Thomas went on to explain that the Sara G (a six-man sculling boat) is 11.1m long with a 1.8m beam. She was built in 2007, with three sculling positions on the deck thus catering for a crew of 6 – 3 rowing while 3 rest. The boat displaces c. 1,750kg fully loaded (with a crew of 6 aboard her). The forward cabin sleeps 2 (1 at any one time apart from storm conditions) and the rear cabin will sleep 4 (2 at any one time apart from storm conditions). The hull is made of Duflex – a composite material with balsa core sandwiched between fibreglass sheeting. The entire boat is then wrapped in fibreglass for additional rigidity. ‘Sara G’ is provisioned to be fully self contained and unsupported for a 60 day voyage. The boat will utilise its own water desalination machine plus 300 litres of fresh water ballast stored in 4 litre containers. The desalinator relies on electrics but also has a manual pumping capacity in the event of power failure. Power is generated by 6 solar panels, charging two 40ampH gel batteries for redundancy. Safety is paramount. A complete inventory of modern safety equipment (Liferaft, Sat Phone, EPIRBs, Flares, Lifejackets etc.) will be in place on each expedition. On 30 December, 2007, the Sara G smashed the 67-day record for crossing the Tasman Sea from New Zealand to Australia, coming in at 32 days with 10 days under sea anchor. Though we may be under-powered we believe that with advances in technology, tactical skill and the will to break the record… statisically there is a 50% chance of us making it across successfully; we will endeavour to ensure that it will be broken.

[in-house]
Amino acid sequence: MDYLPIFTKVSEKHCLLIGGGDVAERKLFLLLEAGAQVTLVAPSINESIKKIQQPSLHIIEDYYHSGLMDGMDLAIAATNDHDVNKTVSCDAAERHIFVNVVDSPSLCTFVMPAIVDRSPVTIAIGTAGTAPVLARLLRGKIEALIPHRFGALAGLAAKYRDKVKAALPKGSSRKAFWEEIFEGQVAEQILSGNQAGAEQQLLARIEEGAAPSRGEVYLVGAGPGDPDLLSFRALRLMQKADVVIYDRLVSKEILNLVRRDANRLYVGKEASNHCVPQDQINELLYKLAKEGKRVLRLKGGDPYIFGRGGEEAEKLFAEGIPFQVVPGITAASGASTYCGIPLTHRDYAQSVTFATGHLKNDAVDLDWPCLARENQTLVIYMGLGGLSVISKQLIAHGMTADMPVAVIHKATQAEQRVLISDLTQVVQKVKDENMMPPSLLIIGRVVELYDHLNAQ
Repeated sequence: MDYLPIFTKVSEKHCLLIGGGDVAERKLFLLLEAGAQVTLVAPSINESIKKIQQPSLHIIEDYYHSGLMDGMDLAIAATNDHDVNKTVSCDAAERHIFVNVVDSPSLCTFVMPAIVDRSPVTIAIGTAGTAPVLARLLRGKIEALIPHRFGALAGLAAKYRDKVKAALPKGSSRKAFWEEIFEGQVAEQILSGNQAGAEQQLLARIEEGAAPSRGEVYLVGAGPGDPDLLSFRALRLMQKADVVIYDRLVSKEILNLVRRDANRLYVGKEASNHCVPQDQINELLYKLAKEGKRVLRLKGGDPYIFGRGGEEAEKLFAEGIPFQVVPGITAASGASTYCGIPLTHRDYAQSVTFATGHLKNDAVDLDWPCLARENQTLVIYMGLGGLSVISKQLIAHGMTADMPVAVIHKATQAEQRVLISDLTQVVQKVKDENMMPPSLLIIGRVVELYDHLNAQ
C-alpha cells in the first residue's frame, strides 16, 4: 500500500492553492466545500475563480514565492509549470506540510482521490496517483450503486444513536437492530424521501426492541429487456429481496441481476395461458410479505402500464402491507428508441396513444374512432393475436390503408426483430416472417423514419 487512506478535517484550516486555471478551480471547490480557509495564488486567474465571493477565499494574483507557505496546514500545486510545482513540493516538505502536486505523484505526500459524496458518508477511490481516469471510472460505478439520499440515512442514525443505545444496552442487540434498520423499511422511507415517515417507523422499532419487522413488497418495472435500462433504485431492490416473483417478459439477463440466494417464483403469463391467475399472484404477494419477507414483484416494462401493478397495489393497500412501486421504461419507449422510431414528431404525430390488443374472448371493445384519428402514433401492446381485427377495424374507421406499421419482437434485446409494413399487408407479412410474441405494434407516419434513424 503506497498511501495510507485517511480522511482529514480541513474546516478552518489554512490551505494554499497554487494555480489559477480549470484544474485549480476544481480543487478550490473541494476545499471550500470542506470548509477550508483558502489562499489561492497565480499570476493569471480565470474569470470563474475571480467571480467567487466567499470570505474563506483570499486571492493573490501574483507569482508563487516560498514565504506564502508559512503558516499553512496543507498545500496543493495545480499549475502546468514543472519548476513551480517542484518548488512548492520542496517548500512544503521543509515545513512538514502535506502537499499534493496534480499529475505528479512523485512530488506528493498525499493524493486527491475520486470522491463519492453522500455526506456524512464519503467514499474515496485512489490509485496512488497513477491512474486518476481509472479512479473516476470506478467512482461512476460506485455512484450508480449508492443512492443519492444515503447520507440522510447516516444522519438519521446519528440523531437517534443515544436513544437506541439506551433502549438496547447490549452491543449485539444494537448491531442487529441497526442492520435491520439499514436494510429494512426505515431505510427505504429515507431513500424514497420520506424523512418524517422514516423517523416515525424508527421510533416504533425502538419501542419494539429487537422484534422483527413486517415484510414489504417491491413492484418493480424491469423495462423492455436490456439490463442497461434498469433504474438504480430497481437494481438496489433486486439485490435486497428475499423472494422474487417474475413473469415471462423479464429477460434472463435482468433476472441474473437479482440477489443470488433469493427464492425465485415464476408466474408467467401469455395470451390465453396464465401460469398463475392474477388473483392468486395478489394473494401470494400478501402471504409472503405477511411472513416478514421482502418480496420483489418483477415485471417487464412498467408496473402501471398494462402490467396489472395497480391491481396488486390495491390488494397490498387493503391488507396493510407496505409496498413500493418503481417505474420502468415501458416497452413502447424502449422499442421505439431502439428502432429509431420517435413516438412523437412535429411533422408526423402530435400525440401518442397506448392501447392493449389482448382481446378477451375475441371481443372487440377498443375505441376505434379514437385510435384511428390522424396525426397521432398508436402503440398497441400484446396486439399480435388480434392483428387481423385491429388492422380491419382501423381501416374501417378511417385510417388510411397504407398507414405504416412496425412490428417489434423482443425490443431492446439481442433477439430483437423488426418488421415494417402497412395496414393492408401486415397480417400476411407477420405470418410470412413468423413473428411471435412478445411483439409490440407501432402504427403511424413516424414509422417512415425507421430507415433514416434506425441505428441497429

In case of a storm, Thomas revealed that they will need to assemble the sea anchor, in order to reduce the speed at which the current is pushing them in the opposite direction and strap in the oars, for although we are carrying spares they do break. The last attempt to cross the Atlantic took 57 days with 5 of them under sea anchor. The six members will be divided into two teams who will be competing unofficially with each other to beat one another with best rowing times. As a team we will be rowing 2 hours on 2 hours off, 3 men resting 3 men rowing. This means in total a team member will expect to get a total of 6 hours of interrupted sleep. It is important that the boat does not stop and that the team keeps a look-out for the possibility of any approaching ships. Food intake will be based on expedition food packs consisting mainly of high energy ration packs having 5000 – 6000 calories a day, where one merely has to add water to them.